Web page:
Most recently, National Tobacco, Inc., of Louisville, Ky., announced at IPCPR 2009 it would be entering the segment as a distributor of two established shisha brands: SoeX, made using ground sugar cane stalks instead of tobacco, and Afzal, a traditional tobacco-based shisha, both made by India's largest shisha company, Sopariwala Exports. National has delayed its planned distribution of the products; watch for future announcements of its availability.
George Bittar, owner of Las Vegas tobacco importer/distributor Ideal Tobacco Wholesale, began selling Egyptian and Turkish shisha in 2002, mainly to tobacconists and hookah bars, due to his Middle Eastern background. "The real growth started in 2005, and we have seen a greater annual sales increase than in cigars, cigarettes, and other tobaccos," says Bittar. "We have seen smokers and retailers become more knowledgeable over the years - even customs officials are less scrupulous, now that they understand shisha. It's no wonder the pastime is so popular. For watching a game, just talking, relaxing and having fun, hookahs are the perfect focal point."
Jewels Molasses shisha from Altadis U.S.A. (800-683-8800) is available in twelve flavors, including four new ones for 2009 - Apricot, Passion Fruit, Sweet Melon, and Orange. They are packaged in 50 gram boxed pouches ($3.20 suggested retail, including federal excise tax) and 500 gram cans ($17.00), both resealable. Each container includes a personal flavored tip to match the shisha, ensuring sanitary usage. The flue-cured tobacco is grown in the Far East, and is a variety in the Virginia family, washed for purity of flavor. New Jewel-branded Charcoal Briquets are now available as well.
JM's Hookah from JM Tobacco, Inc. (888-377-2667) comes in no less than 54 flavors, with more coming. Watch for their new Chai Spice, which uses black tea leaves instead of tobacco for those averse to the latter. Their select Virginia tobacco is grown in that state, and the blending and flavoring is done in Los Angeles, making it an all-American product with no import taxes. Suggested retail prices are $9.00 for the 100-gm cans and $15.00 for the 250-gm cans. They use honey for a binder, considered the best for hookah tobacco.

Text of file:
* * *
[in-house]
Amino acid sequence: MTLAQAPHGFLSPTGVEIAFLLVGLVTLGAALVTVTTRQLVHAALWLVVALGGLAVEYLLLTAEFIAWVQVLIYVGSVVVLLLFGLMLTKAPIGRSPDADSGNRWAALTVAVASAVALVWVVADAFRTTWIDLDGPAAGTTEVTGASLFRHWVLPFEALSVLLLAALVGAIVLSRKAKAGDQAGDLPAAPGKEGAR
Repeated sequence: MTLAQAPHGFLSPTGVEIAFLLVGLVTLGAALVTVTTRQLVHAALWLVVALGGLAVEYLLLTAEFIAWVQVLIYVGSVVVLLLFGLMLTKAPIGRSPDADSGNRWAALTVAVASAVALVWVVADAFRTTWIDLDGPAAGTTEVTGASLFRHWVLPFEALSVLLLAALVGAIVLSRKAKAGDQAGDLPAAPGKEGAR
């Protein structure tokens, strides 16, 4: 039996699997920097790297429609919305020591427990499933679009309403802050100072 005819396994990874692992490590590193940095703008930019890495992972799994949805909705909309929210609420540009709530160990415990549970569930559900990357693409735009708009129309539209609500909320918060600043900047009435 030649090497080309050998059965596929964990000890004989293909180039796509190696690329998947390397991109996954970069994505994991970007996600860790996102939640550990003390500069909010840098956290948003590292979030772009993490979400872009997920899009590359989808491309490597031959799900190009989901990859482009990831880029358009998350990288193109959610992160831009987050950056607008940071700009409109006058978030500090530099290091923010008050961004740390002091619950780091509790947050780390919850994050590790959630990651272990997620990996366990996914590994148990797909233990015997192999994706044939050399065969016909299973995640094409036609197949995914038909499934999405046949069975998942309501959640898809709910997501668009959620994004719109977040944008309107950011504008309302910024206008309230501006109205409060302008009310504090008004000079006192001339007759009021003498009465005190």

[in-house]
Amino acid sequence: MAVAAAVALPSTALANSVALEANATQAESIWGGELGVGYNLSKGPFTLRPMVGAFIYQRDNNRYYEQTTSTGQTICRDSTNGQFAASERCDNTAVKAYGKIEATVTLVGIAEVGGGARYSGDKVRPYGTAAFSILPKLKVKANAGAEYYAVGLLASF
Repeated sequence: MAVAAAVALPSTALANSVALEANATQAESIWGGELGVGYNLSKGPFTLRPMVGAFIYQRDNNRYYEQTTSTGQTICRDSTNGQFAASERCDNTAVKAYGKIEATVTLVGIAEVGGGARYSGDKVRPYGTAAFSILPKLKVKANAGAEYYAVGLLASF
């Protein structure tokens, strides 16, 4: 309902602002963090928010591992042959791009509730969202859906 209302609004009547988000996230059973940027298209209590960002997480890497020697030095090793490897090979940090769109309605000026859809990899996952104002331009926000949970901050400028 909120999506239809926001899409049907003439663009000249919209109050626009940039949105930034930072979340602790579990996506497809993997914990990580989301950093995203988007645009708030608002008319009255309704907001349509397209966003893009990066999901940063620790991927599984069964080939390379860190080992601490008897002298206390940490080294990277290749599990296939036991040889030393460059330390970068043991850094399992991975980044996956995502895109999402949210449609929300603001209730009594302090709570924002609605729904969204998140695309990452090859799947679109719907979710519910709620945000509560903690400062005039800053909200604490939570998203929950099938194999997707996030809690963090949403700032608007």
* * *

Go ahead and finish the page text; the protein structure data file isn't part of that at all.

Kretek International, Inc. (800-532-4427) offers Rosetta, specially made for them by their supplier's Syrian master blender. It is also honey-based, and available in sixteen flavors in 50 gram ($2.99) and 250 gram ($12.99) cans. The company's Phillips & King International distribution division also sells Al Faahkir, a Middle Eastern imported shisha; Pharaoh's, a U.S.-made brand; and EZ Hookah tobaccos.
Metro Tobacco, Inc. (313-927-7150) manufactures 28 flavors of shisha. According to Hatch Albert Kardashian, the company principal, their shisha is U.S. made from top-quality tobacco, using only FDA-approved flavoring agents. Of the flavor lineup, the EZ disposable "Poke and Puff" packaging is a pre-measured and -mixed shisha in a foil-wrapped puck, sized to the hookah's bowl. One punctures the top and bottom of the foil (pin thoughtfully enclosed), sets it in the hookah's bowl, and places glowing charcoal on top. Disposal is equally easy.
There are also many other small shisha companies that sell packaged and private-branded bulk shisha from the Middle East and serve primarily local or regional markets, so consider checking your local sources.